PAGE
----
In the example of above, questions ranged from “Does it play DVD’s that have been burned?” to “Does this DVD player remember where you left off”” to the more technical, “I have an old Panasonic TV. Will this work with it?”


Amazon realizes the importance of product information and providing enough information, in as many ways possible, to educate and encourage sales.


Of course, customer buy in to participate by answering questions is an important component – if customers don’t reply, potential buyers may not get the information they need. Similarly, they could get the perception, based on the lack of activity in this area, that the product is not popular or one that many people purchase. One way Amazon tries to prevent this is by routing these questions, as they come in, to customers who have purchased the item. Often times customers will be happy to share their feedback. As an added benefit – those customers may become more loyal to Amazon, as they company turns to them for insight and feedback on a personal level.


While not a new feature, it is one that is picking up steam, and is a great example of finding new ways to encourage sales and engage customers, as well as potential customers.





Text Preferred For Customer Service Issues?


It’s no surprise that businesses need several methods for interacting with customers, especially when it comes to addressing customer service needs and issues. Social media is the newest channel for customer service, alongside the more traditional contact points including phone, email, and live chat.


Is text becoming the next “big” channel for customer service issues? According to a recent study by Heywire, it might be. The study revealed that 52% of respondents stated that they would prefer to text with customer service reps to resolve issues and get assistance, while 75% of respondents said they would prefer text over social media when it comes to talking with customer service reps.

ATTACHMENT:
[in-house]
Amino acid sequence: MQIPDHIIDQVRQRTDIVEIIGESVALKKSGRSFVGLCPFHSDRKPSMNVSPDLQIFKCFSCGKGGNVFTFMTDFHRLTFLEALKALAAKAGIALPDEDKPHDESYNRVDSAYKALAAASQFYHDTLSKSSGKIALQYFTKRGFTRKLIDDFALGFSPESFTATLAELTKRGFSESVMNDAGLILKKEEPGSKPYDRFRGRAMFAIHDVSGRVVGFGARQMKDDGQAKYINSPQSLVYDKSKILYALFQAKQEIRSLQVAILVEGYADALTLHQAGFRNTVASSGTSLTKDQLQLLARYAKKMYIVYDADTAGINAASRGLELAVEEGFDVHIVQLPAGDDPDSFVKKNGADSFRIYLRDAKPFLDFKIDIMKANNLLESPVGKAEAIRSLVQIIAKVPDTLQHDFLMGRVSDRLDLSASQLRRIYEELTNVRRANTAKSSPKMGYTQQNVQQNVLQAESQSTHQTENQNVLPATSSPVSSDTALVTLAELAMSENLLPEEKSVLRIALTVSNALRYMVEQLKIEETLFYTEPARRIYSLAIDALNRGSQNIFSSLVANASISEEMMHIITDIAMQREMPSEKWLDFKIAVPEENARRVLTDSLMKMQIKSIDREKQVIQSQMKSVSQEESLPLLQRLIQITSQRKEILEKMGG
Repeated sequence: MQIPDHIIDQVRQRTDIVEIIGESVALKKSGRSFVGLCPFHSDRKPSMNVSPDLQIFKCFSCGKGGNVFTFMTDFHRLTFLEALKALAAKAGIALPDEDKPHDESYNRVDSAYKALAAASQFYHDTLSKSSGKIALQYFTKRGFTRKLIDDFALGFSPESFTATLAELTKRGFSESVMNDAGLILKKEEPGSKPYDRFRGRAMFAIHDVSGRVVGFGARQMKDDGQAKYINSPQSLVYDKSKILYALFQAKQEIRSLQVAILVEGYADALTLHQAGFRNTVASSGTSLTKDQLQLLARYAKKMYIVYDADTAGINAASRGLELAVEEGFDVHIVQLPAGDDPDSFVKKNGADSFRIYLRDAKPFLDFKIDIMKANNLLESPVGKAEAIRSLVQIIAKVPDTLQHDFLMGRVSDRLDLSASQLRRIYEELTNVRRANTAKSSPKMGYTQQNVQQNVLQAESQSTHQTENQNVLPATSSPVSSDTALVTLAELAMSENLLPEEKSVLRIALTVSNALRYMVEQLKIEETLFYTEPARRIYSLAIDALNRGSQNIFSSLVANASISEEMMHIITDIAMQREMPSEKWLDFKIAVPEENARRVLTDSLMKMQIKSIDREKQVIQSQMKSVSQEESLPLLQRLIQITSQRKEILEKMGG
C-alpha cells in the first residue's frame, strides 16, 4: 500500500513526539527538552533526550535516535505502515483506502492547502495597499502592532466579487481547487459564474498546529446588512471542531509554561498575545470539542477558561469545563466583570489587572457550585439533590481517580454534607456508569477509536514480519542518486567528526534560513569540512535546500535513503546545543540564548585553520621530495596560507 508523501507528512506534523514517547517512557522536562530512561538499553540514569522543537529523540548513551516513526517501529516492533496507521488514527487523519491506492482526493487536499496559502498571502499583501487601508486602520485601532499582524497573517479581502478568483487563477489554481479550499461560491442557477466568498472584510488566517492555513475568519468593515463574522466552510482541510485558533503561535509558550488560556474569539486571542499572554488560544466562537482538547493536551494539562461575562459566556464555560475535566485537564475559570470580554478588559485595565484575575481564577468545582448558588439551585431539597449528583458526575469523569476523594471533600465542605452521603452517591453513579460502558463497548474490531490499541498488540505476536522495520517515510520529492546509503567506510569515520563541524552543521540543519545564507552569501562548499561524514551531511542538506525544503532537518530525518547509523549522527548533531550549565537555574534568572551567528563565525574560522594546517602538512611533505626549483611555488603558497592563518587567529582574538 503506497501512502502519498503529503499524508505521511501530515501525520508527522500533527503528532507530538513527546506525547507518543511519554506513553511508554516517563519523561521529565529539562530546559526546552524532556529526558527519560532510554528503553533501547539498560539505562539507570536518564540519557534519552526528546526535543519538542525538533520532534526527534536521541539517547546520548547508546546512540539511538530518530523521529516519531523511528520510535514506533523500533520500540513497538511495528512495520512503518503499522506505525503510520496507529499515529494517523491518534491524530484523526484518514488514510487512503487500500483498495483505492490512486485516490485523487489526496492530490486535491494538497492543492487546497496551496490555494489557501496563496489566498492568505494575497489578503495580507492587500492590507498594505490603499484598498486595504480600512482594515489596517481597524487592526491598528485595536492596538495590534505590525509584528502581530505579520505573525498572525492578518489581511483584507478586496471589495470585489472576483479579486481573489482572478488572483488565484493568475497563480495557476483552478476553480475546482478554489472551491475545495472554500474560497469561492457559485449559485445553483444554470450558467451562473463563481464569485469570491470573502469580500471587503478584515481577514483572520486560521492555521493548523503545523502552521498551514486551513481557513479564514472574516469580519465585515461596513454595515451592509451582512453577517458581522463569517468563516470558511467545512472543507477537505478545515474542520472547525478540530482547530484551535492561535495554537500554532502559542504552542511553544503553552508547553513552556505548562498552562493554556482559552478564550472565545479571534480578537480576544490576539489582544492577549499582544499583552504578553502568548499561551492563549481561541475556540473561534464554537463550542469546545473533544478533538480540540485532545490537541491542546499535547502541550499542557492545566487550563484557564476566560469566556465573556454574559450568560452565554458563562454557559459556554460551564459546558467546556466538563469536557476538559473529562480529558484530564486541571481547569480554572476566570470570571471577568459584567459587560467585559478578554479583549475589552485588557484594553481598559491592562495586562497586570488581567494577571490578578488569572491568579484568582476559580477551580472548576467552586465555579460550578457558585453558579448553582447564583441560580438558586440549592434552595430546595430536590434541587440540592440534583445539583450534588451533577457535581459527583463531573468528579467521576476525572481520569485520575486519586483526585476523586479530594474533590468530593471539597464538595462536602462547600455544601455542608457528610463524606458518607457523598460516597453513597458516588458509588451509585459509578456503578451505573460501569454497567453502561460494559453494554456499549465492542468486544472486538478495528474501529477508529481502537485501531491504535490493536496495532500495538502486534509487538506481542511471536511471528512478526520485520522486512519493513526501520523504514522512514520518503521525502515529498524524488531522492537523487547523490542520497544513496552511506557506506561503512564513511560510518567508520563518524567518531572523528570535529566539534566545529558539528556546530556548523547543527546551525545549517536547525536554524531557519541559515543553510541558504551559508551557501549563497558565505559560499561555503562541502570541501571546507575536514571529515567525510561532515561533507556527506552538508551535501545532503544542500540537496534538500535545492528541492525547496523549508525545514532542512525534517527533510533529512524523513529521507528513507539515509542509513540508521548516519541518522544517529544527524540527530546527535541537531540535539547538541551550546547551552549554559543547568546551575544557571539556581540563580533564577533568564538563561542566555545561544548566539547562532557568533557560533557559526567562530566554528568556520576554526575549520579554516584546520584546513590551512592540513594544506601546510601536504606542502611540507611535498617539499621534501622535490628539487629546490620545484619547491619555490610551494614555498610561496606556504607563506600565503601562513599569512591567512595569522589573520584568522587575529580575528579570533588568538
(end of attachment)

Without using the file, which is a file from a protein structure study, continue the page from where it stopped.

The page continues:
It’s no surprise that online channels have taken over preference compared to telephone conversations; however, texting seems to be something that may not be the best route for addressing customer service needs.


Personally, in thinking about preferences when I need to contact a company, it depends on who I’m calling and what the purpose is. If it’s a quick inquiry, and I can wait, email will do. If it’s more urgent, my first line of conversation (if available) would be live chat. Phone calls are not as desired, but it has to do more with the fact that 1) the hold times can be excessive at times, and 2) with companies trying to upsell at every turn, I don’t want the hassle of resolving my issues and then being upsold. There is nothing more frustrating than having an issue and a representative is trying to sell me on a newer product or service when I am already having issues with the current one.


In general, though, I think customer service issues can be easily resolved through quicker channels, such as chat or email. Texting can be another avenue, though in thinking about it, it seems like it would be “clunky” or difficult to manage, integrate into CRM, or keep track as the issues come into representatives.


The study is interesting in that it sheds light on the importance of offering a variety of channels for customers to communicate. Will text be the next big thing? Right now I’d say likely not, though the respondents in this study may change that line of thinking as text becomes a more integrated option for consumers.